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Tomboys and Janegirls
#1
A tomboy as most know is a girl who prefers to dress, act and play like a boy, a Janegirl is a boy who prefers to do the same but as a girl.  The thing is tomboys are accepted by nearly everyone but Janegirls are not.  A boy who identifies as a janegirl is belittled for doing so.  Why can't boys be just as accepted as the tomboys are.  It restricts the imagination of said janegirl and places limits on the boys ability to learn all facets of life.  Mothers should teach their sons that being feminine is okay and does not restrict their ability to go as far in life as others.  
I would like to hear others opinions on this subject.  I know of several boys who like to wear dresses and play with dolls but are afraid to show this side of themselves.  I mean after all we are all basically the same with 23 sets of DNA, bot Y (male) and X (female) chromosomes.  So why shouldn't boys be allowed to dress in dresses since girls can wear male clothing without repute.
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#2
(01-10-2017, 05:44 PM)melodie Wrote: A tomboy as most know is a girl who prefers to dress, act and play like a boy, a Janegirl is a boy who prefers to do the same but as a girl.  The thing is tomboys are accepted by nearly everyone but Janegirls are not.  A boy who identifies as a janegirl is belittled for doing so.  Why can't boys be just as accepted as the tomboys are.  It restricts the imagination of said janegirl and places limits on the boys ability to learn all facets of life.  Mothers should teach their sons that being feminine is okay and does not restrict their ability to go as far in life as others.  
I would like to hear others opinions on this subject.  I know of several boys who like to wear dresses and play with dolls but are afraid to show this side of themselves.  I mean after all we are all basically the same with 23 sets of DNA, bot Y (male) and X (female) chromosomes.  So why shouldn't boys be allowed to dress in dresses since girls can wear male clothing without repute.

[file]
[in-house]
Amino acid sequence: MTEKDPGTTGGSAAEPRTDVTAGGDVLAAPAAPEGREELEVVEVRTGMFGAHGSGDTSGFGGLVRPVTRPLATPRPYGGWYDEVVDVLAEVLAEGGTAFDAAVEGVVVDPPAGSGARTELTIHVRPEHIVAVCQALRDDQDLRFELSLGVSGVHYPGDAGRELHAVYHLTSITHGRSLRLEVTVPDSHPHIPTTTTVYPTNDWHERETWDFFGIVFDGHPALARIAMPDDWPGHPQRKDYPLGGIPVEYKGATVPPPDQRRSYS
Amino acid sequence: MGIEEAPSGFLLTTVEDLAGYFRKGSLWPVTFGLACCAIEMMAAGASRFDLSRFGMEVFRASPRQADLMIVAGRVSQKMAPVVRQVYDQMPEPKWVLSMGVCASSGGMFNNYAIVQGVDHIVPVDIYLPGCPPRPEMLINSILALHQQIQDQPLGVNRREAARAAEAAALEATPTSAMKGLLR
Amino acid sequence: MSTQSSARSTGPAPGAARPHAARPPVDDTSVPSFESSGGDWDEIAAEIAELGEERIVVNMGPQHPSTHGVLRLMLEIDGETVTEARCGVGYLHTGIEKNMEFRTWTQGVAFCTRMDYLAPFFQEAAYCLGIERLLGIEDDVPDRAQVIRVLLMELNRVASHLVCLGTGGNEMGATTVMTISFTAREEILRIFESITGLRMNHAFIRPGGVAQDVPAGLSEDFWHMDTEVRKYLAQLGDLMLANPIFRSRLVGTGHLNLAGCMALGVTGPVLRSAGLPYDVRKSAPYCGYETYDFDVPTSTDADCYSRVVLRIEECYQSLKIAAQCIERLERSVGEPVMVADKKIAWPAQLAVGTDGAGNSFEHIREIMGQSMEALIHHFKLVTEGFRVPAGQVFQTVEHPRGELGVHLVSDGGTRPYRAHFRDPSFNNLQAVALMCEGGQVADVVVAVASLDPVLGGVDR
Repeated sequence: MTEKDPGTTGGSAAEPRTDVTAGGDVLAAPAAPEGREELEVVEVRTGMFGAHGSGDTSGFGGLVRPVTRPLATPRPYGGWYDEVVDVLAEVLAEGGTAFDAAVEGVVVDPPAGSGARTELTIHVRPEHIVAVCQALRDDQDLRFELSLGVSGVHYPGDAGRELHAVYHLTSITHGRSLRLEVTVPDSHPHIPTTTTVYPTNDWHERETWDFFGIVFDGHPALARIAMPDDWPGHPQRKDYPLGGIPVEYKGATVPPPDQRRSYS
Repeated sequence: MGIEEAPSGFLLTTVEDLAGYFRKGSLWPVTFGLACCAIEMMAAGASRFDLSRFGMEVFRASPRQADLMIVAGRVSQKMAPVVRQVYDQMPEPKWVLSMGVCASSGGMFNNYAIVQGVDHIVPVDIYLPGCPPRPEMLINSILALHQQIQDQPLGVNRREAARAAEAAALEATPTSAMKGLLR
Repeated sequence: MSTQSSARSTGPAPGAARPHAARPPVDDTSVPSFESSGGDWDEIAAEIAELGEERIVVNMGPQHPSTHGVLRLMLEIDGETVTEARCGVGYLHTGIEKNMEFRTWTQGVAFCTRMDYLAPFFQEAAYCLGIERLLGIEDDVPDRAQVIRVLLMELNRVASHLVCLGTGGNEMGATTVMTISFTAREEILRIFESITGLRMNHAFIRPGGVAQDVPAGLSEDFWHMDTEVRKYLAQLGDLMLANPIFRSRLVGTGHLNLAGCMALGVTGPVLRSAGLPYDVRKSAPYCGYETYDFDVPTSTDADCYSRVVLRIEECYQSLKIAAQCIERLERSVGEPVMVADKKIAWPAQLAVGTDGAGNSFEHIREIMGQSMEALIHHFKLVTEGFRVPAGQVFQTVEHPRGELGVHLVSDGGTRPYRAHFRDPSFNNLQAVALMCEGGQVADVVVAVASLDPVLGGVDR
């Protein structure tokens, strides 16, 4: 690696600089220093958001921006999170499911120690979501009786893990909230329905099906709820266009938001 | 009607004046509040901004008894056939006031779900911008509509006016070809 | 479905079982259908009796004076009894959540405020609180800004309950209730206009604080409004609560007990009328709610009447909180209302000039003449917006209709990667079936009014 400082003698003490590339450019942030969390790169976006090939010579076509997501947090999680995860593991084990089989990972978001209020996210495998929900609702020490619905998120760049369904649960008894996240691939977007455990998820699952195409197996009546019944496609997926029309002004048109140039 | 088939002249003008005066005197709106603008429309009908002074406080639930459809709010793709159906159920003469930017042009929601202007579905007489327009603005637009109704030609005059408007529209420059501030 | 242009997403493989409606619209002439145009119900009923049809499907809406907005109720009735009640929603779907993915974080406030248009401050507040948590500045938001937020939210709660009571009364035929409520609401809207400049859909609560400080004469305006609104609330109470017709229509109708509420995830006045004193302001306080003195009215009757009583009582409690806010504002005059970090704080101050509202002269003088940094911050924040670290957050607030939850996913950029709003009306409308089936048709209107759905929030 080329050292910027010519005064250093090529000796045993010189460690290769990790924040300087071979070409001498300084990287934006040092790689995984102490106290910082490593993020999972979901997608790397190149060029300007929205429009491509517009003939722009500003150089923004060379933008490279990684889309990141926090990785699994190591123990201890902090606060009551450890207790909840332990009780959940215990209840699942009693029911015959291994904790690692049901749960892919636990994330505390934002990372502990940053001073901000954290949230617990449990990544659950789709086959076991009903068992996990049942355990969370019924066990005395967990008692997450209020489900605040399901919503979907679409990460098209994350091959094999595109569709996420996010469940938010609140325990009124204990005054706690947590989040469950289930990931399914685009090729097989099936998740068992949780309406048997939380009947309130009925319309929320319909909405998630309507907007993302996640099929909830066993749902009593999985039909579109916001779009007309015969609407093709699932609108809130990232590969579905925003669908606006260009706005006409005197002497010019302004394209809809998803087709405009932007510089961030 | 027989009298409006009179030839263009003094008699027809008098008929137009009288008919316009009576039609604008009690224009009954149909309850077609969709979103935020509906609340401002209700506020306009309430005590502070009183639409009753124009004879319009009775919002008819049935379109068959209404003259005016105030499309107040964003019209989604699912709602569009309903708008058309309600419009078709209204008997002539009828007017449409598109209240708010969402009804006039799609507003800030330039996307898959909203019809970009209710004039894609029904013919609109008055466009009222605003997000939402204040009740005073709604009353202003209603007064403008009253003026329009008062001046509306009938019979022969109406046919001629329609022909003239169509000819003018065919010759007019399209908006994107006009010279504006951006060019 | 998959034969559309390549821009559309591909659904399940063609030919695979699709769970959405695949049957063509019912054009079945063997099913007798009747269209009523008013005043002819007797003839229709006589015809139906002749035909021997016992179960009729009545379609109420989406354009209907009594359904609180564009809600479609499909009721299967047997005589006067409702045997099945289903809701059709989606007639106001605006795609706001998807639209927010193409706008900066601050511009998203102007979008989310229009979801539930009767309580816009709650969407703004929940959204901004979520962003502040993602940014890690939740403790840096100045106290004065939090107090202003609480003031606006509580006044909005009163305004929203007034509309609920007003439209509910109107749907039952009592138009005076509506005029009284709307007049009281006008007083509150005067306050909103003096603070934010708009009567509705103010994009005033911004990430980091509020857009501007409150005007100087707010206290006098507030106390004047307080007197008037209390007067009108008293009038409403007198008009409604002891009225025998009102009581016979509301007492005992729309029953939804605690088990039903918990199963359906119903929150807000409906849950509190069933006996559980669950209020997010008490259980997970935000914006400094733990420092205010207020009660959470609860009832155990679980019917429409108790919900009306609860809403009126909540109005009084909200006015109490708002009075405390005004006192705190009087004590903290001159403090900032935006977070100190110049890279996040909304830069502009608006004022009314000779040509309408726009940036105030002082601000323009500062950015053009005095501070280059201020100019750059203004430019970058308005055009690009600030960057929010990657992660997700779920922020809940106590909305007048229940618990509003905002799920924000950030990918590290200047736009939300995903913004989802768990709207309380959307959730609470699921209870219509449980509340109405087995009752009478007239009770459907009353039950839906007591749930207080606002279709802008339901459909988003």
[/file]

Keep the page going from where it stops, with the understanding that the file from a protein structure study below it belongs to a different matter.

thank yuo Heart Heart Heart
I agree
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#3
Simply because girls/women are not considered equal to men! The day no one turns thier head to laugh or demean a feminine boy, will be the day we are all liberated for the influences of a partiarcle society!

On chromosome, look deeper! XX typical female XY typical male. But them
there are XXY, Xx, Xy, XXY! The masses refuse to look at!

Correction Xxy
Heart Dreaming of a softer more loving caring and nurturing kind of world Heart
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#4
(01-10-2017, 10:17 PM)JoanieB Wrote: Simply because girls/women are not considered equal to men! The day no one turns thier head to laugh or demean a feminine boy, will be the day we are all liberated for the influences of a partiarcle society!

On chromosome, look deeper! XX typical female XY typical male. But them
there are XXY, Xx, Xy, XXY! The masses refuse to look at!

Correction Xxy

Wait, what is an XXX, Xx, Xy and XXY? I have never heard of those.

(01-10-2017, 05:44 PM)melodie Wrote: A tomboy as most know is a girl who prefers to dress, act and play like a boy, a Janegirl is a boy who prefers to do the same but as a girl.  The thing is tomboys are accepted by nearly everyone but Janegirls are not.  A boy who identifies as a janegirl is belittled for doing so.  Why can't boys be just as accepted as the tomboys are.  It restricts the imagination of said janegirl and places limits on the boys ability to learn all facets of life.  Mothers should teach their sons that being feminine is okay and does not restrict their ability to go as far in life as others.  
I would like to hear others opinions on this subject.  I know of several boys who like to wear dresses and play with dolls but are afraid to show this side of themselves.  I mean after all we are all basically the same with 23 sets of DNA, bot Y (male) and X (female) chromosomes.  So why shouldn't boys be allowed to dress in dresses since girls can wear male clothing without repute.